April 22, 2019 by David Gambrill
As the newly-elected United Conservative Party (UCP) prepares to take power in Alberta, it remains an open question what the victory will mean for the province’s auto insurance companies and brokers.
In his electoral victory speech, UCP Leader Jason Kenney proclaimed that “Alberta is open for business,” alluding to the “lowest taxes in Canada,” and “a government that will cut its red tape burden by at least one third.”
But how all of this will play out in the insurance sector remains a mystery.
None of the UCP’s nine major campaign promises refer to the auto insurance file, instead making pledges on issues such as taxes, the environment, energy, education, health care, employment, crime and infrastructure. But certainly, the province’s insurers and brokers have made it known to all that auto insurance in the province is a live issue.
The day after the election, Insurance Bureau of Canada (IBC) congratulated the new government and put auto insurance first thing on the agenda.
“Alberta consumers are facing significant issues with auto insurance,” IBC said in a statement congratulating the new government. “Local brokers and agents are also feeling the impacts of the issues in the system and this is affecting communities across the province.”
In a short statement today, the Insurance Brokers Association of Alberta (IBAA) said it is “looking forward to working with the new government to continue to make property and casualty insurance accessible and affordable in Alberta.”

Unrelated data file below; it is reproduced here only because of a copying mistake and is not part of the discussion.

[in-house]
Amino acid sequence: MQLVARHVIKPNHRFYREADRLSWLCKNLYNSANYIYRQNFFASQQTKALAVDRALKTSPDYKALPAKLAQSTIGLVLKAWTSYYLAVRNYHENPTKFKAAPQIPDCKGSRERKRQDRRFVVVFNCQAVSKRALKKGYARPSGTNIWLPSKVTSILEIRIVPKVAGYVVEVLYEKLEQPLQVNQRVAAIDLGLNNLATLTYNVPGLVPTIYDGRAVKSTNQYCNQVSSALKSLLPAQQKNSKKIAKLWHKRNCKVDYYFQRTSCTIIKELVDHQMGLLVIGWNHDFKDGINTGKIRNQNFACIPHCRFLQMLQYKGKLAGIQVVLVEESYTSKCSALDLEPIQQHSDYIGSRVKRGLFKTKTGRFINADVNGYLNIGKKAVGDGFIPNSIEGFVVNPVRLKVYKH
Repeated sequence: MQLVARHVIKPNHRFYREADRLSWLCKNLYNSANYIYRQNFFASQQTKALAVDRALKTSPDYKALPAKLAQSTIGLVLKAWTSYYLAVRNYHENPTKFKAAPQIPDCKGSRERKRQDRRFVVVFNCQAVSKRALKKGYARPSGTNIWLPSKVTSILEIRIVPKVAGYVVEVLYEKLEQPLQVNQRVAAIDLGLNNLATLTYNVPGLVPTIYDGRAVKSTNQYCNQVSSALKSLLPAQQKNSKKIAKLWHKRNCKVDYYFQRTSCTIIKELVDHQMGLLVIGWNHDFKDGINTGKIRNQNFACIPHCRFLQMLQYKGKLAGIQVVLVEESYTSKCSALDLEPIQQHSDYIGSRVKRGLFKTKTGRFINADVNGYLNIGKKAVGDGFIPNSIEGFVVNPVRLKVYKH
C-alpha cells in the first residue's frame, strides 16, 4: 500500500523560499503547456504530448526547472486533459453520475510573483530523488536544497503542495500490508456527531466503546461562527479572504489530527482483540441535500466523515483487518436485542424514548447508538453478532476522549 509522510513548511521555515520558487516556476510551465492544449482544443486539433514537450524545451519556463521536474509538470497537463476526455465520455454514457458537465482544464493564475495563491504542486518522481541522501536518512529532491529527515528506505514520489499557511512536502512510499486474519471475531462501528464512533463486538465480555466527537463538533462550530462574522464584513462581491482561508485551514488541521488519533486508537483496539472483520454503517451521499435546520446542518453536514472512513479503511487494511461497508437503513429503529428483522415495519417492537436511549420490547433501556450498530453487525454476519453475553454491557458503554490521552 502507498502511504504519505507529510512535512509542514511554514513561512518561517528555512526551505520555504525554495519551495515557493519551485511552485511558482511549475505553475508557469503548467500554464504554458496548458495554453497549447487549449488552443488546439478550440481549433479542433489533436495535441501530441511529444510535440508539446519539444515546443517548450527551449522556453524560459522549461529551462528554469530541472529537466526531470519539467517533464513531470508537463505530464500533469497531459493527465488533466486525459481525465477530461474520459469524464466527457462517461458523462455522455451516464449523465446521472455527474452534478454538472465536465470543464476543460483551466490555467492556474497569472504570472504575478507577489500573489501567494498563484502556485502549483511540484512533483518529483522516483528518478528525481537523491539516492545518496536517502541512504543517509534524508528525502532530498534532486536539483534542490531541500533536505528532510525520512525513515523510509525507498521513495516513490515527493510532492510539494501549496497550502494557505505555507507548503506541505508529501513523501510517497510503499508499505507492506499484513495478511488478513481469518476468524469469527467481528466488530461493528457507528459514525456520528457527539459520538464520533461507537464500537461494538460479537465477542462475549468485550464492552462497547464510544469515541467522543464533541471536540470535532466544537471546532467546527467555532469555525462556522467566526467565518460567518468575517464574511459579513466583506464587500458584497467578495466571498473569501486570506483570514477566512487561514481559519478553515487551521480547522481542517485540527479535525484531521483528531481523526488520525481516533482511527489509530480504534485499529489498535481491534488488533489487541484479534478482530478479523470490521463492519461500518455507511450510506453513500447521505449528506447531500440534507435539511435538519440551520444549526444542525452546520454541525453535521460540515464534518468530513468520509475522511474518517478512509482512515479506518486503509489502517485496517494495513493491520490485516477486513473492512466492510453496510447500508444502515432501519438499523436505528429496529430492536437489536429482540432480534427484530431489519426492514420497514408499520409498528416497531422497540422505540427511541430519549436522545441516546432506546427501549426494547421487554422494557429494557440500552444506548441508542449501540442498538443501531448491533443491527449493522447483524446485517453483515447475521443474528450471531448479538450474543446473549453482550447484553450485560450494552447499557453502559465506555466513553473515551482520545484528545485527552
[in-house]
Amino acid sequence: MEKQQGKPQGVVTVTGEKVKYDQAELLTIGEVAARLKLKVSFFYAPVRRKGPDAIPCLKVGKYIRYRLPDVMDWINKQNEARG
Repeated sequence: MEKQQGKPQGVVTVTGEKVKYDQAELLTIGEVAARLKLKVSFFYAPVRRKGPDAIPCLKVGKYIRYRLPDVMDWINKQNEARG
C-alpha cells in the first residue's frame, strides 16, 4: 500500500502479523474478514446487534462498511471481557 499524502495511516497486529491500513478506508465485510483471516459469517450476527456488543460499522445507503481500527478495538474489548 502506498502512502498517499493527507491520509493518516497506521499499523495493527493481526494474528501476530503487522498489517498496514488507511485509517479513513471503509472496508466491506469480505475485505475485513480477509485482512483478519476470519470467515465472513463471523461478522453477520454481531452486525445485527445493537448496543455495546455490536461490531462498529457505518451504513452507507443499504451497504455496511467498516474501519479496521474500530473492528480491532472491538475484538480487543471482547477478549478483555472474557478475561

The profitability of Alberta’s auto insurance business is of prime concern to the P&C industry. Alberta’s previous NDP government issued an order in December 2017 capping cumulative auto rate hikes at no more than 5%. The government cited concerns about the effect of hefty auto insurance rate increases on Albertans.
However, the cap meant insurers could not raise rates to keep pace with escalating auto claims costs. Alberta’s superintendent of insurance last year completed a request for proposal that would see an independent contractor conduct a claims costs study using information collected from the P&C industry. The Claims and Costs Study is expected to be completed by the end of December 2019.
During the province’s 2019 election, held on Apr. 16, the province’s insurance brokers initiated a letter campaign to let political candidates know about the issues arising from the 5% cap on rate hikes – including the negative impact of the cap on consumers.
“Access to auto insurance in Alberta is in crisis,” says a generic letter template provided for brokers to fill out and send to their electoral candidates. The template is posted on the IBAA website. “The government’s current 5% cap on premium increases for auto insurance premiums means that insurance carriers are unable to cover increasing claims costs both for physical damage and for escalating injury claims.”
The letter goes on to cite four different ways the cap is affecting consumers: